Convertible debt is essentially a mash-up of debt and equity: you borrow money from investors with the understanding that the loan will either be repaid or turned into a share in the company at some later point in time—after an additional round of fundraising, for instance, or once the business reaches a certain valuation.
The specifics of how the debt will be converted into equity are established at the time of the initial loan. A traditional bond is an instrument that gives the holder a stream of cash flow coupons over a period of time. When inflation increases, interest rates tend to rise as well. This negatively impacts the present value of those future cash flows. Simply put, if rates rise across the credit curve, investors may begin to demand higher rates of return or lower prices for bonds being traded.
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Additionally, if inflation is on the rise, the future coupon payment of a bond will buy less goods and services than it would today. Fixed income instruments have a wide range of maturities, and inflation impacts these bonds differently. As inflation and rates rise, short-term bonds i.
How Do Bonds Work?
Holders of short-term bonds receive their coupons sooner and are able to reinvest quickly at potentially higher rates of interest. The credit quality of a bond is also a key consideration. Performance varies when comparing U. Treasury securities, with higher credit ratings, to corporate bonds, with lower credit ratings.
If the economy is perceived to be healthy during an inflationary period, markets will favor bonds with lower credit ratings since they come with a higher coupon rate than U. On the other hand, if the market feels the economy is not on good footing, markets will favor bonds with a higher credit rating, such as U. High-yield bonds offer higher coupons and yields relative to investment-grade bonds.
Investors accept the increased credit risk of high yield bonds in exchange for a higher yield. The value of high-yield bonds is impacted by many economic factors in addition to interest rates and inflation. Their higher coupon rates cushion the bondholder by offsetting some of the effects of rising rates. This has been the case in environments where rates rise slowly and the economy is sound. However, it is important to understand that high yield bonds carry credit risk, and their values are highly correlated with stock values, making them more volatile than investment-grade bonds in times of economic turmoil.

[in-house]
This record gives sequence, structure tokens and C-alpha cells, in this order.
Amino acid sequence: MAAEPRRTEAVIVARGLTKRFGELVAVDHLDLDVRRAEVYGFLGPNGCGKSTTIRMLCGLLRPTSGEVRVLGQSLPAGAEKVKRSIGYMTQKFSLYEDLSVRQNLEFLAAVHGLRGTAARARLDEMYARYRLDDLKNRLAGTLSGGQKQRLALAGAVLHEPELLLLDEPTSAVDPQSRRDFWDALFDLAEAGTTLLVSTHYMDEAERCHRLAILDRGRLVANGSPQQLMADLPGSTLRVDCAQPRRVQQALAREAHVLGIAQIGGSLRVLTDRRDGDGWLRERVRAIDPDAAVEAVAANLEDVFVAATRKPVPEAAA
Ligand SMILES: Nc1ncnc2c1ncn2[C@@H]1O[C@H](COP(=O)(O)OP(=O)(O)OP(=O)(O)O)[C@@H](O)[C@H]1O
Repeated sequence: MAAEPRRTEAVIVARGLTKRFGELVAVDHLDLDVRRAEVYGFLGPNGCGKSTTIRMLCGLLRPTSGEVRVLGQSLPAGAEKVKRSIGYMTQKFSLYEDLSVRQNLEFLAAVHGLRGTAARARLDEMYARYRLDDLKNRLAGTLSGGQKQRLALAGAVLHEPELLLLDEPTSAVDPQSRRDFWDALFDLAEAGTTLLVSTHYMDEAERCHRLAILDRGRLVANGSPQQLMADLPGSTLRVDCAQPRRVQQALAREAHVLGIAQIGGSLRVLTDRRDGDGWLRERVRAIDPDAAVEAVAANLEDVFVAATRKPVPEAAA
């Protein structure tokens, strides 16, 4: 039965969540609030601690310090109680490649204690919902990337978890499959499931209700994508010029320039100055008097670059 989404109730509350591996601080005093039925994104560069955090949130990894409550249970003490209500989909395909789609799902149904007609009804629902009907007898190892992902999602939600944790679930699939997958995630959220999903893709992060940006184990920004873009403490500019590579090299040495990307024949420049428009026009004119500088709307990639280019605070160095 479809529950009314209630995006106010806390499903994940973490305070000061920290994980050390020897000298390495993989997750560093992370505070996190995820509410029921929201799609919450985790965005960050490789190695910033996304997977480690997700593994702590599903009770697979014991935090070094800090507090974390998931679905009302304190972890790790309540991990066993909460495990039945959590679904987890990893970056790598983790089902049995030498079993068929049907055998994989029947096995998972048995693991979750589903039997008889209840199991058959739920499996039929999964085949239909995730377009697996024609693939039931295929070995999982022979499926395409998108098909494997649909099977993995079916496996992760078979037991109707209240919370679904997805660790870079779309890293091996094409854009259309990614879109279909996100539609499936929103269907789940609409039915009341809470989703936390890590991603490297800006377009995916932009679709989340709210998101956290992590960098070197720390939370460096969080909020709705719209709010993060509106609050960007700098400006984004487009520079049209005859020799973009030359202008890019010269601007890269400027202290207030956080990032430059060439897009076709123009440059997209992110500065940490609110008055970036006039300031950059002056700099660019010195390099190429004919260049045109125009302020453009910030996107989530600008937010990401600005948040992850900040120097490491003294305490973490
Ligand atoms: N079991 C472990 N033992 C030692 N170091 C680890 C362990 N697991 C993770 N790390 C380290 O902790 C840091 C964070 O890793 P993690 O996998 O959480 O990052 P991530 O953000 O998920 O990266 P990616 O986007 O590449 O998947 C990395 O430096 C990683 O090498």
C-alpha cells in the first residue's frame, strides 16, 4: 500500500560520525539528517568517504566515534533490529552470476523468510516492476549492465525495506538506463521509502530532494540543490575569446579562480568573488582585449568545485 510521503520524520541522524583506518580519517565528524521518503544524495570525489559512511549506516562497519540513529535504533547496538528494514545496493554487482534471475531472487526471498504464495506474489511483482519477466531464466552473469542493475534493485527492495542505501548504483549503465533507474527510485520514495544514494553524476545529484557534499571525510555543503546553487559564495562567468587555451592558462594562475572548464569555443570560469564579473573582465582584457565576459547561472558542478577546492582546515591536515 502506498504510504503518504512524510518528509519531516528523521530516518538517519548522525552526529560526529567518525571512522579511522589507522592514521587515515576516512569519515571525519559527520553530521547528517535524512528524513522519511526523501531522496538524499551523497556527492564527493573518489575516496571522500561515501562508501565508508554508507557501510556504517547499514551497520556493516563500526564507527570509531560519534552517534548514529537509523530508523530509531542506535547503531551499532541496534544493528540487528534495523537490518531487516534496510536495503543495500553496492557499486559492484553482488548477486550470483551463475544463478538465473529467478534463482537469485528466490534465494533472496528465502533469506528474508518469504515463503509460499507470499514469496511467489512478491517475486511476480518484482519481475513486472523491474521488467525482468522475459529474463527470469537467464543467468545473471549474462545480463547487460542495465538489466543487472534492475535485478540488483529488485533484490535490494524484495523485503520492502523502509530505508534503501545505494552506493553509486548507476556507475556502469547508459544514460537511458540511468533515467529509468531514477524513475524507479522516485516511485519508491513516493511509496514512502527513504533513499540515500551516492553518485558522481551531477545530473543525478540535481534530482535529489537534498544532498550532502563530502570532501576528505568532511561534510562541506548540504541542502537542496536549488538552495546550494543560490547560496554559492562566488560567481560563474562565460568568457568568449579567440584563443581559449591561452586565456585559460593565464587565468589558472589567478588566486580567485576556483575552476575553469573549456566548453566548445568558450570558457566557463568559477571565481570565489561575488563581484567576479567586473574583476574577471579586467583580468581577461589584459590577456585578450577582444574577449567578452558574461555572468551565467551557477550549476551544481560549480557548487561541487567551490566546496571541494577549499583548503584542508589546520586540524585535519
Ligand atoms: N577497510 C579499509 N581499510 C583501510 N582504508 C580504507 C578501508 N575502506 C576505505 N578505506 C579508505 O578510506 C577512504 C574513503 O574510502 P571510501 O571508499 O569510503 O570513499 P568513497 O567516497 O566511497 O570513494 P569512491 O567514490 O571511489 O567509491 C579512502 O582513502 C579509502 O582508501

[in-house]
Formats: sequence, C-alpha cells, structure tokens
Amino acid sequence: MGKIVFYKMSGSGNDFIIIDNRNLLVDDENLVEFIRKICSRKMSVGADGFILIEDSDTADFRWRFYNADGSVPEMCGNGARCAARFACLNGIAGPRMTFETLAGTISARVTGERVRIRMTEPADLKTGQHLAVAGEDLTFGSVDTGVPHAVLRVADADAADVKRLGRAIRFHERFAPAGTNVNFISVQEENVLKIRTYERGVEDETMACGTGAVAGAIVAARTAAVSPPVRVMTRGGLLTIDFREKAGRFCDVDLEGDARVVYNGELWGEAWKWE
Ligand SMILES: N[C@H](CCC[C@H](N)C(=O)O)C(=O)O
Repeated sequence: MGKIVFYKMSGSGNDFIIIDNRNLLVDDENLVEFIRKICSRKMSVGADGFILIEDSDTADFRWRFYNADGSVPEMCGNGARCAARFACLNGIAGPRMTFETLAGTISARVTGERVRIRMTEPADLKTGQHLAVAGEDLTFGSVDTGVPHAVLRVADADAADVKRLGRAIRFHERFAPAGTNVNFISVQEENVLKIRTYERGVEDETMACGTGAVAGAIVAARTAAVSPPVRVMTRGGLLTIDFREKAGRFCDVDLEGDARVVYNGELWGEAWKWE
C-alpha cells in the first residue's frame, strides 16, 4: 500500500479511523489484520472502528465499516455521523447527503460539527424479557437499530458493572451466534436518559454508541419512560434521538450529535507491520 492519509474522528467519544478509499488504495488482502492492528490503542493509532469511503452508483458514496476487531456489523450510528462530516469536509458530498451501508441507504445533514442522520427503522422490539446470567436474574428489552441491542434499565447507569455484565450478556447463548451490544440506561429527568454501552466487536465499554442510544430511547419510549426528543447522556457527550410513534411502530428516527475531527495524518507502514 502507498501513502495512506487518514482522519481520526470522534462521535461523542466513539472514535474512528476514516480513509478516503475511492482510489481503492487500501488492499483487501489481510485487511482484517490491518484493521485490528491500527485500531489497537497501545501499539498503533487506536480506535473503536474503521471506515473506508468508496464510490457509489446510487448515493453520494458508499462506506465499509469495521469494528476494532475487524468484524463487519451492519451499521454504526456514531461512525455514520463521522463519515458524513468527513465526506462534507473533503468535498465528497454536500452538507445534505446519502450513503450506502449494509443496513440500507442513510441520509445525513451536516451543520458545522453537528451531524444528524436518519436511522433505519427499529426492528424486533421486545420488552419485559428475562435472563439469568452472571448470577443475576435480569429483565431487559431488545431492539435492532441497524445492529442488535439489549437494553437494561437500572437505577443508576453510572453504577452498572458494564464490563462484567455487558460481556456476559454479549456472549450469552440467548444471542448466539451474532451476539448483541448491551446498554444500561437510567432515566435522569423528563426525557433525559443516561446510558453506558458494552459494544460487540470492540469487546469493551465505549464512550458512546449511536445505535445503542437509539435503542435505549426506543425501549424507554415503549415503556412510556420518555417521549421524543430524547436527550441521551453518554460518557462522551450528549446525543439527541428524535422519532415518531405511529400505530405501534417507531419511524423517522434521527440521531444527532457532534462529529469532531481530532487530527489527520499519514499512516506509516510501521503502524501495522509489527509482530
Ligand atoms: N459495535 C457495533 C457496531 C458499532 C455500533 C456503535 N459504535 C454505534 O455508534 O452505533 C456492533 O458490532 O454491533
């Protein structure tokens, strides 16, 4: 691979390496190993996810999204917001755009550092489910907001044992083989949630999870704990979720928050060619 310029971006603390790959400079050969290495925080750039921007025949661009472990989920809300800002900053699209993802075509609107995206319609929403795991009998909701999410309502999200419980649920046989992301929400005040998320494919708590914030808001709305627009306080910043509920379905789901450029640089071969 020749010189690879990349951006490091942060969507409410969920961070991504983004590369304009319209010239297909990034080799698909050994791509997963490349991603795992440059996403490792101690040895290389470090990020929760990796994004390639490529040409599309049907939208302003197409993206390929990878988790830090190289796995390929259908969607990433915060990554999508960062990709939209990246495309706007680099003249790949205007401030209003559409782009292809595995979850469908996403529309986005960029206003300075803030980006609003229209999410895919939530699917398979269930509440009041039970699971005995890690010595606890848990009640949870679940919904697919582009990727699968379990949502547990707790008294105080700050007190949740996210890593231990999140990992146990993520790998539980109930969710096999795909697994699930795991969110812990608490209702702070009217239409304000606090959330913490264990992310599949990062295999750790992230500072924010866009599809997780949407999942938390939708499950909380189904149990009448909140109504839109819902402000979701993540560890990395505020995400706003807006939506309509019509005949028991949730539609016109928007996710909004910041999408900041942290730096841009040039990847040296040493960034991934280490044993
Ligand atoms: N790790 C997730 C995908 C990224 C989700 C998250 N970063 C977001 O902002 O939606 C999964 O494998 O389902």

As inflation rises, so does the par value of the security. TIPS bonds carry extremely low credit risk as they are issued and backed by the U. However, they do carry almost direct exposure to inflation risk. If inflation slows, the par value of the bond will be reduced.
Please reference the following example:. Floating-rate bonds are another option to combat inflation and rising rates since their coupon increases in conjunction with the U. These instruments usually carry a maturity in the two to five year range, and are issued by institutions and governments. Rising rates that often accompany inflation would cause floating-rate bonds to outperform most other fixed-income instruments.
However, it is important to note that these bonds do carry credit risk, and periods of economic turmoil may cause them to lose value, perhaps sharply. Retirement plan participants typically are typically exposed to these instruments in small allocations within bond mutual funds that encompass many sectors of the fixed-income universe.
Inflation is one of many economic factors that impacts the value and performance of retirement savings. Equities tend to withstand an inflationary period better than most sectors of the bond market. The timing and consistency of cash flows from equity and bond investments are key considerations in determining how sensitive an investment is to inflation and rising rates.